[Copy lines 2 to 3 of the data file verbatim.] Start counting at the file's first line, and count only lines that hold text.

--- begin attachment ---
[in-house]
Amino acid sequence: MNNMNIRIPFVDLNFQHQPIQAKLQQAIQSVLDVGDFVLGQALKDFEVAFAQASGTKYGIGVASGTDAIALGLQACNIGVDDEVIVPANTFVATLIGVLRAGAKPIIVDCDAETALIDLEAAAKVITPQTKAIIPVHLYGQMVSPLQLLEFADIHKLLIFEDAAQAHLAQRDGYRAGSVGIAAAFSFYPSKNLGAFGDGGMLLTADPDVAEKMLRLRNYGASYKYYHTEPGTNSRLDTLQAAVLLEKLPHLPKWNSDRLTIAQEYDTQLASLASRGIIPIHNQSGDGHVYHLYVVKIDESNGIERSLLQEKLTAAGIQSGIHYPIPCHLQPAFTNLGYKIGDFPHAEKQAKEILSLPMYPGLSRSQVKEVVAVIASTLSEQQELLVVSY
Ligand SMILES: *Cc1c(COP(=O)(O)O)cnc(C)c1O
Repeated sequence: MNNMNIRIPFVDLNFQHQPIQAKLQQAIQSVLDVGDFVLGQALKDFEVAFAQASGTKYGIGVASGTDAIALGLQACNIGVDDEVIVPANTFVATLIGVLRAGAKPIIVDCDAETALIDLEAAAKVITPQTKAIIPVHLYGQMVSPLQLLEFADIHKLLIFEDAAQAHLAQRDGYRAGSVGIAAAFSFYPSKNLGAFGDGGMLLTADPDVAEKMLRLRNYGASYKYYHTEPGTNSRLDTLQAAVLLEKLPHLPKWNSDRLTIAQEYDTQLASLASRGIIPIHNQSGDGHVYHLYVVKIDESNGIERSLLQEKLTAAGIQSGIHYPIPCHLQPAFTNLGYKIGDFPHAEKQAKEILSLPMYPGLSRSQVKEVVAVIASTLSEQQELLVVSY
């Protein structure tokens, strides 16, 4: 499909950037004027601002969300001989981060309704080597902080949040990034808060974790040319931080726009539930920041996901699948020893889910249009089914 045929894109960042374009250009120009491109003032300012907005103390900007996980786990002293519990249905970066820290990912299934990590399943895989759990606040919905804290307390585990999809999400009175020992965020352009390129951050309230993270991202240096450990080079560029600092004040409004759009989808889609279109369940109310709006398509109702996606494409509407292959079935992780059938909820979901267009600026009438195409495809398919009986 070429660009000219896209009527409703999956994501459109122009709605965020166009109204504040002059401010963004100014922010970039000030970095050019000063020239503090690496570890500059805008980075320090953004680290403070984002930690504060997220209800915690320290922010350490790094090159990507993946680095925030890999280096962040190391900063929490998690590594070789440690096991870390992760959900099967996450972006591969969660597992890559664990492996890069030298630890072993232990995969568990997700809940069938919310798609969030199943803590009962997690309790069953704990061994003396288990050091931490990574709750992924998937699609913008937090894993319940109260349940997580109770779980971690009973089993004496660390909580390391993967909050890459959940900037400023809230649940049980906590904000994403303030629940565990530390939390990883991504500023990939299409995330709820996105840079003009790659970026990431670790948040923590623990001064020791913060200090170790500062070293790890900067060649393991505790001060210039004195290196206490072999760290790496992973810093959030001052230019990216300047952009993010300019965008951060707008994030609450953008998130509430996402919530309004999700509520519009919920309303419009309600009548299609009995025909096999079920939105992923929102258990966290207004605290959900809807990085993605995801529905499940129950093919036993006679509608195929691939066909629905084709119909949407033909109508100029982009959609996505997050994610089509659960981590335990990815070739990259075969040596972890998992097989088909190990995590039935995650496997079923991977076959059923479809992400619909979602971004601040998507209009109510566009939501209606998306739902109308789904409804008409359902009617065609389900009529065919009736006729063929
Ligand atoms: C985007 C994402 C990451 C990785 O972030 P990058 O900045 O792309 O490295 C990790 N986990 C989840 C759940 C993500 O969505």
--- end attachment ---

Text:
Amino acid sequence: MNNMNIRIPFVDLNFQHQPIQAKLQQAIQSVLDVGDFVLGQALKDFEVAFAQASGTKYGIGVASGTDAIALGLQACNIGVDDEVIVPANTFVATLIGVLRAGAKPIIVDCDAETALIDLEAAAKVITPQTKAIIPVHLYGQMVSPLQLLEFADIHKLLIFEDAAQAHLAQRDGYRAGSVGIAAAFSFYPSKNLGAFGDGGMLLTADPDVAEKMLRLRNYGASYKYYHTEPGTNSRLDTLQAAVLLEKLPHLPKWNSDRLTIAQEYDTQLASLASRGIIPIHNQSGDGHVYHLYVVKIDESNGIERSLLQEKLTAAGIQSGIHYPIPCHLQPAFTNLGYKIGDFPHAEKQAKEILSLPMYPGLSRSQVKEVVAVIASTLSEQQELLVVSY
Ligand SMILES: *Cc1c(COP(=O)(O)O)cnc(C)c1O